Francis I of Valois (1494-1547)
The nephew of Louis XII was the symbolic king of the French Renaissance period, a humanist and founder of the Collège de France and builder of the castle in Chambord. He was almost constantly at war with Charles V, and won the battle of Marignan, but was defeated in Pavie, relinquishing the Milan region at the Peace of Cambrai in 1529. During his reign the ideas of Luther spread through France and were condemned by the Sorbonne as early as 1521. The first persecutions against the Protestants started. Francis I was authoritative and he strengthened his power over the great lords and the parliaments. He was rather tolerant concerning the Reformed ideas under the influence of his sister Marguerite d’Angoulème. The Affair of the Placards in 1534 and the injurious posters about the Catholic Church, convinced him to increase repression. He could not accept the secession of cities or regions for religious reasons, as Germany did. The massacre of the Waldensians in 1545 marked the last years of his reign.
Henri II of Valois (1519-1559)
He became king when 28 years old and pursued fighting the Hapsburgs. After winning Savoie and Piemont back, the defeat at Saint Quentin made him give them up for good. He increased repression against the Protestants and confiscated their properties. In 1540, he asked for the founding of a specific chamber in parliament, forbade emigration and closely watched printing. The 1551 Edict of Châteaubriant codified the different tortures. Henri II was mortally wounded at a tournament organised to celebrate peace with Philip II and the wedding of his daughter Elizabeth -”Isabella” in Spain. Considered by the people as the shield against the “Lutherans”, the death of the “knight-king” marked the beginning of chaos. None of his four sons, three of which succeeded one another on the French throne, had a male heir.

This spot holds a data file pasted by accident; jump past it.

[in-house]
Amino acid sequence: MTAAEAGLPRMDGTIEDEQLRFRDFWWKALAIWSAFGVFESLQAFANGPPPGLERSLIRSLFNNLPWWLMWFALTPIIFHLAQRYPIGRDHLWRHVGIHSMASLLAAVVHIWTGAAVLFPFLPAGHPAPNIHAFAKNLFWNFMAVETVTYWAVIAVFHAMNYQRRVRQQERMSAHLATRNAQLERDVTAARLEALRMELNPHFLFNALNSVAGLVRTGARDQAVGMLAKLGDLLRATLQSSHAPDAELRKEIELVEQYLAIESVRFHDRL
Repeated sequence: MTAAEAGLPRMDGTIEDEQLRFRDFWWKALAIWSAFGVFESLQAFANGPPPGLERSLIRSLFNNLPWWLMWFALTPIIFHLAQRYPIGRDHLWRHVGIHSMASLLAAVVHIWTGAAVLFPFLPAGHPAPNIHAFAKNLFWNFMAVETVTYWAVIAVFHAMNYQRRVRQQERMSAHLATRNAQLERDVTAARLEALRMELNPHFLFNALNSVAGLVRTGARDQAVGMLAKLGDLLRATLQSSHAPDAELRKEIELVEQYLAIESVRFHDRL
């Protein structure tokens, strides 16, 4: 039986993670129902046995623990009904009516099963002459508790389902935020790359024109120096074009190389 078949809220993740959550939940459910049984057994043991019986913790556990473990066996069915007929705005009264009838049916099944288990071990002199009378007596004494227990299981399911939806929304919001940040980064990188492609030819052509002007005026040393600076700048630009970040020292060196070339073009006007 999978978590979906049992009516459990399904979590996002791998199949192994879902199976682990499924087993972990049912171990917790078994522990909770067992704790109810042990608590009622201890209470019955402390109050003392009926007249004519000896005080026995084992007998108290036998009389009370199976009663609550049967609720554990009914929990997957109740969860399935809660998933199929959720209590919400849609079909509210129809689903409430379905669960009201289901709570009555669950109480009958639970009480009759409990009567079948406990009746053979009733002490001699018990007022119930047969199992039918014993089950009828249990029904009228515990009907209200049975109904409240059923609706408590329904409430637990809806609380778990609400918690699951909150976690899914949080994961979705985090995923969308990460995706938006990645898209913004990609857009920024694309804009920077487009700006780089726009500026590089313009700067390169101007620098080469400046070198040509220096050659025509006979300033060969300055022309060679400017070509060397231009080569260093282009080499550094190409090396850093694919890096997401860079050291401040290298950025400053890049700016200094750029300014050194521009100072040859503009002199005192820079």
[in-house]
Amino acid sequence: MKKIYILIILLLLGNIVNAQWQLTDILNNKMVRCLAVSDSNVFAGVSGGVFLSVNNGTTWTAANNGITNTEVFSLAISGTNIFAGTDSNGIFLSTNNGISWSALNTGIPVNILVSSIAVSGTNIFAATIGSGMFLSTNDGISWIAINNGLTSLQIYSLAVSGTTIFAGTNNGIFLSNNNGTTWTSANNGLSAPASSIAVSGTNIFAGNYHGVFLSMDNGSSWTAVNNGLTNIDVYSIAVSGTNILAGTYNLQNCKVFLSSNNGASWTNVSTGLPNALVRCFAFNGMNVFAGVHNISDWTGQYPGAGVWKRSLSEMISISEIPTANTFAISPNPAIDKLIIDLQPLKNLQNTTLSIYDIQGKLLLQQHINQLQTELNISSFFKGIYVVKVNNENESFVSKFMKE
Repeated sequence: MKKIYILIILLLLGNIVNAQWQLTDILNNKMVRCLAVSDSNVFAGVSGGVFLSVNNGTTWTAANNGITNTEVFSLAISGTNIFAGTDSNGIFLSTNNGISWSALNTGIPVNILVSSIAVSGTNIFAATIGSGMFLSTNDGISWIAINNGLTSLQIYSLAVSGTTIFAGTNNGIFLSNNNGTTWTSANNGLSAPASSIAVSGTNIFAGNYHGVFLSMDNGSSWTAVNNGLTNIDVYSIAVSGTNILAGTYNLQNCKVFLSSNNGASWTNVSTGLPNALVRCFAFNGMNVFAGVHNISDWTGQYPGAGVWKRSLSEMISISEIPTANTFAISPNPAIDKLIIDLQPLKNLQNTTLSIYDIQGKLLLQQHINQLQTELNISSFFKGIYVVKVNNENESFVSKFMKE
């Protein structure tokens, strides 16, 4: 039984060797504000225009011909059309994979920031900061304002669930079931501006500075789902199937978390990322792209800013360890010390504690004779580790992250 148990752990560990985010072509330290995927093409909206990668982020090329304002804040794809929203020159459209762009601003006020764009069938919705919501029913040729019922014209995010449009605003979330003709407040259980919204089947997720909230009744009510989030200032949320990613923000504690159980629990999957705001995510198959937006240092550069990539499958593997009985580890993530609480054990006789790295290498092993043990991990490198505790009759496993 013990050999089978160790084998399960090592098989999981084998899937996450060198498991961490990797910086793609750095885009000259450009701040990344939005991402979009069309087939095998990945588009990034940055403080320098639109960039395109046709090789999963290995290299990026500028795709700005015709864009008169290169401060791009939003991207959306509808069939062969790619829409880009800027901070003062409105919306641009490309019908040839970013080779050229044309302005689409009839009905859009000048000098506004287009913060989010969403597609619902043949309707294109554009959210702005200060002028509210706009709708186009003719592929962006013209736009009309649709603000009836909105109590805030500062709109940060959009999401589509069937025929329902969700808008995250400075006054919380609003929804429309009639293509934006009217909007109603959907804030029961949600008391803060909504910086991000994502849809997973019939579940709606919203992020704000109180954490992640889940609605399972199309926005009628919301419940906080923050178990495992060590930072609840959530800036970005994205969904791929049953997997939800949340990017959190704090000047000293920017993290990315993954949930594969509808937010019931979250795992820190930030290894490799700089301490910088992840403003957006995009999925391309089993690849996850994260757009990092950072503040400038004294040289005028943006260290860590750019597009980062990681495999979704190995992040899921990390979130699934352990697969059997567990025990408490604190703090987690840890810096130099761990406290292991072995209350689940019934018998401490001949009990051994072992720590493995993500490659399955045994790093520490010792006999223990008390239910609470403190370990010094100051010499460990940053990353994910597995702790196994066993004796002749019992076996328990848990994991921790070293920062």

Catherine de Medici (1519-1589)
She was the daughter of Lorenzo II de Medici, Duke of Urbino. She married Henri II, king to be, in 1533. Widowed in 1559 she was regent from 1560 to 1563 during Charles IX’s minority. She played a key role all through the wars of religion. She promoted a policy of tolerance towards the Huguenots, especially with the Edict of January 1562. She was convinced that marriage covenants were important, so that her daughter Elizabeth married Philip II, and her daughter Claude married Charles III, Duke of Lorraine, and she decided her daughter Marguerite would marry Henri de Navarre. She was energetic and persisted in promoting agreement between the Protestants and the Catholics, but most importantly securing the royal authority. She defended the freedom of the Galllican Church, and was against the Council’s decisions to strengthen ecclesiastical courts of justice to judge the heretics, but also against the Pope who wanted to have French bishops accused of heresy tried by his own courts of justice. Considered by the Protestants having primary responsibility for the Saint-Bartholomew massacre, historians in the 19th century developed the dark legend of the foreigner with her Machiavellian Italian clique. More rigorous the present historiography has almost rehabilitated her.